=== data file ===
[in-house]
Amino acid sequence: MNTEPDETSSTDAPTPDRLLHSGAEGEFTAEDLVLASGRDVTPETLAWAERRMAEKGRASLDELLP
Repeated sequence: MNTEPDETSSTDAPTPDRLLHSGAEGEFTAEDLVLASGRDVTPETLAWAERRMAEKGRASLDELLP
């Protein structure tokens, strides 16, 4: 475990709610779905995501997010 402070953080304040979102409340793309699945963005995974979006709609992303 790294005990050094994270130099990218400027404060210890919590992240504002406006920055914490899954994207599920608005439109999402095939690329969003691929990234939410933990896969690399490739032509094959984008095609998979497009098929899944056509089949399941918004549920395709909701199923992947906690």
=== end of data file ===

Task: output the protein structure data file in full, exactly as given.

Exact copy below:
[in-house]
Amino acid sequence: MNTEPDETSSTDAPTPDRLLHSGAEGEFTAEDLVLASGRDVTPETLAWAERRMAEKGRASLDELLP
Repeated sequence: MNTEPDETSSTDAPTPDRLLHSGAEGEFTAEDLVLASGRDVTPETLAWAERRMAEKGRASLDELLP
């Protein structure tokens, strides 16, 4: 475990709610779905995501997010 402070953080304040979102409340793309699945963005995974979006709609992303 790294005990050094994270130099990218400027404060210890919590992240504002406006920055914490899954994207599920608005439109999402095939690329969003691929990234939410933990896969690399490739032509094959984008095609998979497009098929899944056509089949399941918004549920395709909701199923992947906690």